Who Benefits From the Apple Effect?

Apple’s already above $300 bucks a share, so maybe the more interesting question is, who gets helped most by the Apple effect?


It’s a tough question – not as simple as tearing open some Apple products and seeing whose parts are inside. Some companies in Apple’s ecosystem, like Intel , don’t see an outsized impact from Apple’s business. Others, like ARM, have already had nice runs lately.

So who potentially gets helped most from here? Here’s my unconventional short list of names to look out for:

Qualcomm: This chipmaker gets helped two ways. One, it will benefit if and when Apple eventually releases CDMA versions of the iPhone and iPad, since it has patents on the underlying wireless technology. Two, Apple’s competitors are turning to Qualcomm’s Snapdragon chips to compete with Apple’s homegrown A4.

Motorola: Co-CEO Sanjay Jha was the first to make a really big bet on Android, before it emerged as the clear iPhone competitor it is today. Moto’s consumer business is spinning out into a separate company early next year, and Jha tells me he’s got a plan to get TV content onto Motorola’s smartphones. Hollywood might back Motorola’s ambitions to keep Apple from getting too powerful.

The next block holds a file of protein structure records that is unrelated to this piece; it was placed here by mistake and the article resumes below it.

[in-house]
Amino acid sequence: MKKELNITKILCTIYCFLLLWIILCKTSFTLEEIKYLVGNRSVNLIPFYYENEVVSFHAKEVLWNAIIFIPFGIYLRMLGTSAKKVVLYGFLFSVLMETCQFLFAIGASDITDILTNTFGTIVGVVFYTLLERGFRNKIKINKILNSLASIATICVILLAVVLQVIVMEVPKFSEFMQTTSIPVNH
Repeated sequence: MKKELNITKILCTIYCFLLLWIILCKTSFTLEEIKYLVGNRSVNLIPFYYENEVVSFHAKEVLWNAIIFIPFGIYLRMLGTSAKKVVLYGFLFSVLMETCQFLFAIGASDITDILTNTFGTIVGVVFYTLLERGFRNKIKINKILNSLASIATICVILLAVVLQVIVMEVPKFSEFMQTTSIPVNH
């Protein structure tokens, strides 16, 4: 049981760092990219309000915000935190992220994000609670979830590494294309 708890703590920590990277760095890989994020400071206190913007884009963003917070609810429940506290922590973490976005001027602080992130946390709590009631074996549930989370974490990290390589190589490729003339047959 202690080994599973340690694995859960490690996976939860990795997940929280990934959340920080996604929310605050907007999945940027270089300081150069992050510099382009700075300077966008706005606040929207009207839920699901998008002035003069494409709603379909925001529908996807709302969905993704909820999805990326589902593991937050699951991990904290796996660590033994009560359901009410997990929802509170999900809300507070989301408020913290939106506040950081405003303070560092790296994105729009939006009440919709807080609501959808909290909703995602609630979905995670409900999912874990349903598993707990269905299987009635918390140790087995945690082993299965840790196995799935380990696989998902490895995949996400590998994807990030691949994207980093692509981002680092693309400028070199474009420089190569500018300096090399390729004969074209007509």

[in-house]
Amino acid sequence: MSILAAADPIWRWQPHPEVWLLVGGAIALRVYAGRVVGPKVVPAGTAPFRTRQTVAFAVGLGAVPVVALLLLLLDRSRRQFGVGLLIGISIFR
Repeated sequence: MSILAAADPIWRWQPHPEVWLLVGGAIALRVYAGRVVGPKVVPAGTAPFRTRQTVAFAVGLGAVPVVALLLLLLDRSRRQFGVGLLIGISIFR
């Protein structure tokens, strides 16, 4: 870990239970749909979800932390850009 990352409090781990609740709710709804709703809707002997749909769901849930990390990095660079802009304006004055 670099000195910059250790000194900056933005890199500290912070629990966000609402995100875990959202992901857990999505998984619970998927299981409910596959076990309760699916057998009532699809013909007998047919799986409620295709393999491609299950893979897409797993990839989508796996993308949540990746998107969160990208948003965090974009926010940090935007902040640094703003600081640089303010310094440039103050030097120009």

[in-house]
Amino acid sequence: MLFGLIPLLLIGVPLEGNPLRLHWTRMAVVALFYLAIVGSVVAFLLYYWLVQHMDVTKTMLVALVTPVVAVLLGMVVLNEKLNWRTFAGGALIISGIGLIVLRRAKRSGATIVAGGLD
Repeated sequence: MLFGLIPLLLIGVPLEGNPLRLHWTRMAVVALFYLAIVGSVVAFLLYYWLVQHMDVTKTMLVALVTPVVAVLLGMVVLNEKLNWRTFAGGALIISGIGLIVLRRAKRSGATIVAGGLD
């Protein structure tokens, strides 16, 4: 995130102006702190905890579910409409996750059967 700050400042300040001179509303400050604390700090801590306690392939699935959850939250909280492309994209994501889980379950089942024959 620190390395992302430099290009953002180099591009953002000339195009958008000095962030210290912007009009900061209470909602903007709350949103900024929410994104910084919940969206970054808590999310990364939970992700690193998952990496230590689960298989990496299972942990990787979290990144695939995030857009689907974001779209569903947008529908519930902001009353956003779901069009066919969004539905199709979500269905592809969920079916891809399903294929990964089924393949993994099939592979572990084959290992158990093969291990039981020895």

AMD: Investors aren’t thrilled with the chipmaker’s stock lately, understandably so. Intel has soundly beaten them in the past. But here’s the thing: Its product strategy for 2011 happens to line up with Apple’s general direction.

By baking a graphics core into its main chip die in its upcoming Fusion microprocessors, it aims to help Apple competitors affordably compete with the Mac’s lean power. And AMD’s recent move to rebrand its ATI graphics chips as “AMD” graphics chips – which already appear in Apple computers, by the way – should give the overall AMD brand a boost in 2011.

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